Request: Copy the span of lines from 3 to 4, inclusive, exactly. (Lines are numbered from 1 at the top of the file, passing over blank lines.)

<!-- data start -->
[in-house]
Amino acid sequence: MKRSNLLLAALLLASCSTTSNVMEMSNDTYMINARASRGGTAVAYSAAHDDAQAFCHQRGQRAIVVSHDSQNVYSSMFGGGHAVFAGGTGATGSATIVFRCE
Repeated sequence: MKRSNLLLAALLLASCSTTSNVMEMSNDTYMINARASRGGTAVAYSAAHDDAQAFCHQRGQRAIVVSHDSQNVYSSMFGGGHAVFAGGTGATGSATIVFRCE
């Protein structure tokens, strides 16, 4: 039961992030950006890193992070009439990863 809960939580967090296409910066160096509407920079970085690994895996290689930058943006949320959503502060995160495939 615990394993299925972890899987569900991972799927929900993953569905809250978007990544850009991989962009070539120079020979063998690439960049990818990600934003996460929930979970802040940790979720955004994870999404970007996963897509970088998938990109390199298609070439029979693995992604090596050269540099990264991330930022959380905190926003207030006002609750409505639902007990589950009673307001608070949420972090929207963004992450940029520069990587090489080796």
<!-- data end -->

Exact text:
Repeated sequence: MKRSNLLLAALLLASCSTTSNVMEMSNDTYMINARASRGGTAVAYSAAHDDAQAFCHQRGQRAIVVSHDSQNVYSSMFGGGHAVFAGGTGATGSATIVFRCE
């Protein structure tokens, strides 16, 4: 039961992030950006890193992070009439990863 809960939580967090296409910066160096509407920079970085690994895996290689930058943006949320959503502060995160495939 615990394993299925972890899987569900991972799927929900993953569905809250978007990544850009991989962009070539120079020979063998690439960049990818990600934003996460929930979970802040940790979720955004994870999404970007996963897509970088998938990109390199298609070439029979693995992604090596050269540099990264991330930022959380905190926003207030006002609750409505639902007990589950009673307001608070949420972090929207963004992450940029520069990587090489080796």